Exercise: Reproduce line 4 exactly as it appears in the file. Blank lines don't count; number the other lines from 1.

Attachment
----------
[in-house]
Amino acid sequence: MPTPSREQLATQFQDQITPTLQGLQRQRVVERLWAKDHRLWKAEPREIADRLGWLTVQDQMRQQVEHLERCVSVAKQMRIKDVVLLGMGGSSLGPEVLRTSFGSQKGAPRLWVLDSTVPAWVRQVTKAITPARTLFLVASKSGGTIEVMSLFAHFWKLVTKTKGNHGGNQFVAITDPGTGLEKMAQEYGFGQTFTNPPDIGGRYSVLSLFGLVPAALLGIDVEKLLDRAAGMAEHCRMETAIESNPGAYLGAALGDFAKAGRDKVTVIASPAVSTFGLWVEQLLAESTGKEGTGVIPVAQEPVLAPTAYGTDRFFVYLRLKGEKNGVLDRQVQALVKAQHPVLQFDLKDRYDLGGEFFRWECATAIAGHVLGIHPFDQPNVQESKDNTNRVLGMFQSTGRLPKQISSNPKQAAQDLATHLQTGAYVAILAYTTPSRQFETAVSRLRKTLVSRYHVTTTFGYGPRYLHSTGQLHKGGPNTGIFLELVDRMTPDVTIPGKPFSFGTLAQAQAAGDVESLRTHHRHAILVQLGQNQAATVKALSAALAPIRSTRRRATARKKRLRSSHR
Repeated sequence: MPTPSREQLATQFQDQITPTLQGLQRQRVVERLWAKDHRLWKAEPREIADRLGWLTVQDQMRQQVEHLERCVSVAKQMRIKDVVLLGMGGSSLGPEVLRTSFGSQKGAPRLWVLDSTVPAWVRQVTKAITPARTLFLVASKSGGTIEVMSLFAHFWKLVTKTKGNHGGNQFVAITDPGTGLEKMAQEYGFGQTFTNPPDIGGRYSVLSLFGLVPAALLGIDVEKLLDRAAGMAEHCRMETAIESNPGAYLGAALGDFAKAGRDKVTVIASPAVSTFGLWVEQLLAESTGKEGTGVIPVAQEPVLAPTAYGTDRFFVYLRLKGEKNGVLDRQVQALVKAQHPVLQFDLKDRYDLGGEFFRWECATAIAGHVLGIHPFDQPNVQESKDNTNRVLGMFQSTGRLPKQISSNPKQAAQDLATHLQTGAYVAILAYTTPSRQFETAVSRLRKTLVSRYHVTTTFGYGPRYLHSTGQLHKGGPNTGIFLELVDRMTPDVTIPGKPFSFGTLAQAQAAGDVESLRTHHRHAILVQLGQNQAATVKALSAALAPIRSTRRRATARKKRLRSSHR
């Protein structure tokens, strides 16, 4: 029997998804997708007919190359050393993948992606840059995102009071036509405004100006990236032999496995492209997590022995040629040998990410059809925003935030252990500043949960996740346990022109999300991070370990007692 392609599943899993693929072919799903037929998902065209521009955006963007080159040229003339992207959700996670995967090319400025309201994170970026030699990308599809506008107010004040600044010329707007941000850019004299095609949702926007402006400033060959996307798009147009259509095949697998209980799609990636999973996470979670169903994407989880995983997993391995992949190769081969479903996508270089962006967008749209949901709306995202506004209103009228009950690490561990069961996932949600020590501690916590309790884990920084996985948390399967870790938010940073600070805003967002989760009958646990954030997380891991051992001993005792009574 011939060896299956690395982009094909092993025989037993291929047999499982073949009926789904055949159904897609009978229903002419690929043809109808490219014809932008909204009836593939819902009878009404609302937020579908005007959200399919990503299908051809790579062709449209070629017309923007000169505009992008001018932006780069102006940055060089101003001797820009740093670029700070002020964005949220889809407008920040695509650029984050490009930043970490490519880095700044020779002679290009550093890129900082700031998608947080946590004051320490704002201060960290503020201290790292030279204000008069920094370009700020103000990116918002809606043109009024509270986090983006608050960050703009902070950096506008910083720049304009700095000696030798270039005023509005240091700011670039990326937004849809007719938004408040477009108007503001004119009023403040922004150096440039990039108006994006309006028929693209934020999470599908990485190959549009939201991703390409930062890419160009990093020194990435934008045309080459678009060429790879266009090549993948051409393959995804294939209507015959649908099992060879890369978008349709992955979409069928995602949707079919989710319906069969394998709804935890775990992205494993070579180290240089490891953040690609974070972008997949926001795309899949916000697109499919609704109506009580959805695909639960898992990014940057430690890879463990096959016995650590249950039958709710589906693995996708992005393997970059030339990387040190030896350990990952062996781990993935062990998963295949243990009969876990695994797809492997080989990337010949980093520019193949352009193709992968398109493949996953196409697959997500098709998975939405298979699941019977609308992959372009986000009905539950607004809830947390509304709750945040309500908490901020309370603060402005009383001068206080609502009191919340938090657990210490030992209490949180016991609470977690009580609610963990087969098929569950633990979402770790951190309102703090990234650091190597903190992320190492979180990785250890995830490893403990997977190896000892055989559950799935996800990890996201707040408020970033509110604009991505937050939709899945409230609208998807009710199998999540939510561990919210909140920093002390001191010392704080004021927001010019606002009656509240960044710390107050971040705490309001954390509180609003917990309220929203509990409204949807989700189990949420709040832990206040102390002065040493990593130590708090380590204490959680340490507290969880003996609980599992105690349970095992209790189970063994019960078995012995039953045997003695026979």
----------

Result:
């Protein structure tokens, strides 16, 4: 029997998804997708007919190359050393993948992606840059995102009071036509405004100006990236032999496995492209997590022995040629040998990410059809925003935030252990500043949960996740346990022109999300991070370990007692 392609599943899993693929072919799903037929998902065209521009955006963007080159040229003339992207959700996670995967090319400025309201994170970026030699990308599809506008107010004040600044010329707007941000850019004299095609949702926007402006400033060959996307798009147009259509095949697998209980799609990636999973996470979670169903994407989880995983997993391995992949190769081969479903996508270089962006967008749209949901709306995202506004209103009228009950690490561990069961996932949600020590501690916590309790884990920084996985948390399967870790938010940073600070805003967002989760009958646990954030997380891991051992001993005792009574 011939060896299956690395982009094909092993025989037993291929047999499982073949009926789904055949159904897609009978229903002419690929043809109808490219014809932008909204009836593939819902009878009404609302937020579908005007959200399919990503299908051809790579062709449209070629017309923007000169505009992008001018932006780069102006940055060089101003001797820009740093670029700070002020964005949220889809407008920040695509650029984050490009930043970490490519880095700044020779002679290009550093890129900082700031998608947080946590004051320490704002201060960290503020201290790292030279204000008069920094370009700020103000990116918002809606043109009024509270986090983006608050960050703009902070950096506008910083720049304009700095000696030798270039005023509005240091700011670039990326937004849809007719938004408040477009108007503001004119009023403040922004150096440039990039108006994006309006028929693209934020999470599908990485190959549009939201991703390409930062890419160009990093020194990435934008045309080459678009060429790879266009090549993948051409393959995804294939209507015959649908099992060879890369978008349709992955979409069928995602949707079919989710319906069969394998709804935890775990992205494993070579180290240089490891953040690609974070972008997949926001795309899949916000697109499919609704109506009580959805695909639960898992990014940057430690890879463990096959016995650590249950039958709710589906693995996708992005393997970059030339990387040190030896350990990952062996781990993935062990998963295949243990009969876990695994797809492997080989990337010949980093520019193949352009193709992968398109493949996953196409697959997500098709998975939405298979699941019977609308992959372009986000009905539950607004809830947390509304709750945040309500908490901020309370603060402005009383001068206080609502009191919340938090657990210490030992209490949180016991609470977690009580609610963990087969098929569950633990979402770790951190309102703090990234650091190597903190992320190492979180990785250890995830490893403990997977190896000892055989559950799935996800990890996201707040408020970033509110604009991505937050939709899945409230609208998807009710199998999540939510561990919210909140920093002390001191010392704080004021927001010019606002009656509240960044710390107050971040705490309001954390509180609003917990309220929203509990409204949807989700189990949420709040832990206040102390002065040493990593130590708090380590204490959680340490507290969880003996609980599992105690349970095992209790189970063994019960078995012995039953045997003695026979």